During the 60-day public comment period, a total of six submissions were received from four industry associations, three submissions were received from two companies, and three submissions (see footnote 1) were received from four non-governmental organizations. All comments were considered in developing the final assessment.

Comments were also received on the risk management scope document. They were considered when developing the proposed risk management approach document, which is also subject to a 60-day public comment period.

Below is a summary of some key comments regarding the scientific assessment of HBCD, as well as responses to these comments. The complete responses to comments are available via the Government of Canada’s Chemical Substances Web site, address, fax number or email listed above.

Comment: A manufacturer commented that it disagrees with the draft assessment’s interpretation of degradation product data, in particular the persistence data for 1,5,9-cyclododectriene (CDT). The commenter maintained that studies cited in the screening assessment demonstrate CDT is not persistent.

Response: The lack of evidence for complete mineralization of HBCD, along with other factors, supports the conclusion that HBCD is persistent in sediment. The assessment examined primary degradation products of HBCD (e.g. CDT) in sediment to more fully characterize potential ecological impacts of HBCD. The studies cited in the screening assessment have demonstrated that CDT is subject to primary degradation, and that low concentrations of CDT biodegrade to carbon dioxide under enhanced aerobic biodegradation testing conditions. However, information is not available on CDT’s biodegradation under the low oxygen conditions that are most likely to prevail in subsurface soil and sediment compartments (to which HBCD preferentially partitions). Environment Canada recognizes that due to limited information, there remains some uncertainty with respect to CDT’s stability in sediment. The final assessment has been modified to clearly reflect that CDT’s stability in sediment remains uncertain due to limited information.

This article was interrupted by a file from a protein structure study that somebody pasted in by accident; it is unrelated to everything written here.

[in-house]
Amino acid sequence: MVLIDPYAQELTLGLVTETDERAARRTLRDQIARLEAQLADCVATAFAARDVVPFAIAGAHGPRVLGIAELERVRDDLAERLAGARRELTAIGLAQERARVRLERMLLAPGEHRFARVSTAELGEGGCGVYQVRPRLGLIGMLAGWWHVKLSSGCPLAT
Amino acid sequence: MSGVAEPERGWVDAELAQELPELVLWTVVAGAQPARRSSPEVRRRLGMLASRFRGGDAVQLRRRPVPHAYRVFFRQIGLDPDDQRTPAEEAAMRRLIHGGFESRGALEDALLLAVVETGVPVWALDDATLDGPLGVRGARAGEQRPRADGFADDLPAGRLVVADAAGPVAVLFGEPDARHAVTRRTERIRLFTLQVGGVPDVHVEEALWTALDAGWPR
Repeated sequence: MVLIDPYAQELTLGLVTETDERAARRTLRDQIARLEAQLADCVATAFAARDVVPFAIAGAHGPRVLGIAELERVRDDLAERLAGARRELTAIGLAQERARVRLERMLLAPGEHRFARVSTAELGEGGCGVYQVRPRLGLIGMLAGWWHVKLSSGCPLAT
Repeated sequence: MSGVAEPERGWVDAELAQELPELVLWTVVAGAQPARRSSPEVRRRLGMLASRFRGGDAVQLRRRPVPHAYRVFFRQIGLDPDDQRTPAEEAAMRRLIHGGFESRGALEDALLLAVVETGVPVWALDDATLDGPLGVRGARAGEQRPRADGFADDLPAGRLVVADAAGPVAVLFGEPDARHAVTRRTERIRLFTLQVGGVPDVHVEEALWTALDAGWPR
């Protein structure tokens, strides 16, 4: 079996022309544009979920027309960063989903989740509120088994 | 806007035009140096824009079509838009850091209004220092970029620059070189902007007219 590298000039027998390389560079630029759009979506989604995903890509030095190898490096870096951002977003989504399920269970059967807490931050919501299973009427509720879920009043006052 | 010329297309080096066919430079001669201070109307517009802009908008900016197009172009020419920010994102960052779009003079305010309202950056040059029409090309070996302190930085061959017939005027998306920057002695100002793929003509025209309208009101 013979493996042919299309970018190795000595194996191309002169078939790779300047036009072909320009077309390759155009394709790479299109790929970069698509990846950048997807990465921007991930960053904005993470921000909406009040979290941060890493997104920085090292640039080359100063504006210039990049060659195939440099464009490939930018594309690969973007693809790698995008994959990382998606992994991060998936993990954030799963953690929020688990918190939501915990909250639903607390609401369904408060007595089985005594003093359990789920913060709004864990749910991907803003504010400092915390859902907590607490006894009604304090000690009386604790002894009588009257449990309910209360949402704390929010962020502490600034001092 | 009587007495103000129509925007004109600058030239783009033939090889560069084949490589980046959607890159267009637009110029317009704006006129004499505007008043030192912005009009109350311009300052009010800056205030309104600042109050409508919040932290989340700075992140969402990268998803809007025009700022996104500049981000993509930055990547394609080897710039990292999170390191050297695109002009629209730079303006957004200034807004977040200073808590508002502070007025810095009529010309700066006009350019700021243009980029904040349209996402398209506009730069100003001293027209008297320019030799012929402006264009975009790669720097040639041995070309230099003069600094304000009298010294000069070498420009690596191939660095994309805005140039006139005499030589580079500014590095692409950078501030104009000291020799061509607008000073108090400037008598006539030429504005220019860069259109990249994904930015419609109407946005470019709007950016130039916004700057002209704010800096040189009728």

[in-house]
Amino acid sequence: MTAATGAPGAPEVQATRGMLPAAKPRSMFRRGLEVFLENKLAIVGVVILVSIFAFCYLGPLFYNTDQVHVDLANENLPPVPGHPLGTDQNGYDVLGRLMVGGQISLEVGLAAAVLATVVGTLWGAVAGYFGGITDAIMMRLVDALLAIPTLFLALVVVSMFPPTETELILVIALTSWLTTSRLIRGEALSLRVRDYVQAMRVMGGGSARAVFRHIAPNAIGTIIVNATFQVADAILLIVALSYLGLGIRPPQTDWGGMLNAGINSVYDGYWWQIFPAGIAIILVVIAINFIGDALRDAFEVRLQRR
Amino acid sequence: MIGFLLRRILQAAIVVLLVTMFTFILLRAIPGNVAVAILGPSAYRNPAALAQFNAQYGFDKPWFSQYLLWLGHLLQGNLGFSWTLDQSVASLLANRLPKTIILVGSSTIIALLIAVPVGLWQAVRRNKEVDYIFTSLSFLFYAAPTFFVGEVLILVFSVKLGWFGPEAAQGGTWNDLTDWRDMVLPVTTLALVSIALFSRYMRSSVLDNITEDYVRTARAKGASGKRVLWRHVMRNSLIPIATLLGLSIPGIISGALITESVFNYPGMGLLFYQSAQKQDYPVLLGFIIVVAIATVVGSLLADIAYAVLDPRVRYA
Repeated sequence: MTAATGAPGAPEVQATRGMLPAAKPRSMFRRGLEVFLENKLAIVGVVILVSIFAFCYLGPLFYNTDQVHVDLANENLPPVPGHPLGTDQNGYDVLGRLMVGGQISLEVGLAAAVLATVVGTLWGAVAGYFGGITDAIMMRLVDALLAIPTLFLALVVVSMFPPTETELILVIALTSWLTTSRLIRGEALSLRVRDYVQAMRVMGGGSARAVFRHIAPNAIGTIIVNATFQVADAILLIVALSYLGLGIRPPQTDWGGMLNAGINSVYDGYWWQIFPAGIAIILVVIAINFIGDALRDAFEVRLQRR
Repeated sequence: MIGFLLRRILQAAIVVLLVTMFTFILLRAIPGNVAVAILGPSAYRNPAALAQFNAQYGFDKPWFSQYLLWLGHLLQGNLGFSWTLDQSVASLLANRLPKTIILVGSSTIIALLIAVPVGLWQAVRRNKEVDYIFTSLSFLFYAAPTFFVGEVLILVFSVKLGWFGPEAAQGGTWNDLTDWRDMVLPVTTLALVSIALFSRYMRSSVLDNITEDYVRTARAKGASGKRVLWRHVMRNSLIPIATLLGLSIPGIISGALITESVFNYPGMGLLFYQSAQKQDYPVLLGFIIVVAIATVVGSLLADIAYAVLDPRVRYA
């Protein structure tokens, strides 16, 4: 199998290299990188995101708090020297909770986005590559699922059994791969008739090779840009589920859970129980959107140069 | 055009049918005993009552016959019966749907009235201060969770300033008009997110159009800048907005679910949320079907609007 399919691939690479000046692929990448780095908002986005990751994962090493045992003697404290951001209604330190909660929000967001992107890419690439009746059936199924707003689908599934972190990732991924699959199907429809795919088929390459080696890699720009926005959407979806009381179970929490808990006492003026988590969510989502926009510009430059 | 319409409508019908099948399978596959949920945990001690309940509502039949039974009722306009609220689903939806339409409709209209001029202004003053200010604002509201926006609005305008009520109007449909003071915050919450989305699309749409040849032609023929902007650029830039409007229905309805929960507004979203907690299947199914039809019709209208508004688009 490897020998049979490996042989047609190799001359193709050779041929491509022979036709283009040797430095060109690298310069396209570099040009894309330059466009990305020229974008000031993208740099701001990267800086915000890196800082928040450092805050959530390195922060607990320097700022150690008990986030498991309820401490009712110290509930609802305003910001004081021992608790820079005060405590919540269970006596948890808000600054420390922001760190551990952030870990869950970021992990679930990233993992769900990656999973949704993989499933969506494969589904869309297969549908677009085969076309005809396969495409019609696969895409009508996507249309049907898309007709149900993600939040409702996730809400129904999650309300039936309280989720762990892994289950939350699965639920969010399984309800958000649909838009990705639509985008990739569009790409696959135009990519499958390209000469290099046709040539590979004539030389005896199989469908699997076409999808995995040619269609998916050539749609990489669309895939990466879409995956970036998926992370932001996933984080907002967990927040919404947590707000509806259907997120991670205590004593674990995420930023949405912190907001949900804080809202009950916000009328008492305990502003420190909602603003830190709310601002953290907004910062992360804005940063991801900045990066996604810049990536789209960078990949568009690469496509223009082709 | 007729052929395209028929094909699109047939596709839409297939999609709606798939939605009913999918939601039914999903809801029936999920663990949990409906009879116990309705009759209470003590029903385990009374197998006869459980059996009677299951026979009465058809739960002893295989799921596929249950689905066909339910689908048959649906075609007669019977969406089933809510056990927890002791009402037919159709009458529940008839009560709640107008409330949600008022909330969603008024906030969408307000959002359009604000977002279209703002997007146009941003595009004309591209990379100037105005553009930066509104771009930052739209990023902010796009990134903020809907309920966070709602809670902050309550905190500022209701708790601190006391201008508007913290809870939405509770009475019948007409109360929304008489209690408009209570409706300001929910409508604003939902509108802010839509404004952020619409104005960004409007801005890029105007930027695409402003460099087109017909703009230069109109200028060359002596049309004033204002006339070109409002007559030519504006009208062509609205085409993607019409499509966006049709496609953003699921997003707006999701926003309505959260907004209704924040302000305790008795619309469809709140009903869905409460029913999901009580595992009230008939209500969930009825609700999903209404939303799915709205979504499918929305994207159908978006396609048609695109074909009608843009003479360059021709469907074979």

Comment: An industry manufacturer and two NGOs commented that further clarity on the oral exposure from mouthing textiles scenario for infants and toddlers is necessary.

Response: The oral exposure from mouthing textiles scenario has been updated in the screening assessment report and two approaches for characterizing potential exposure via the oral route from textiles are presented.

Comment: Four NGOs commented that the HBCD assessment does not take into consideration vulnerable populations, including Arctic populations.

Response: The Government of Canada disagreed and clarified that the information and approach used for the HBCD assessment included environmental media and human biomonitoring data from the Canadian Arctic, use of conservative inputs, conducting age-specific exposure assessments as well as consideration of vulnerable life stages in selection of critical effects for the characterization of risk to human health.

Implementation, enforcement and service standards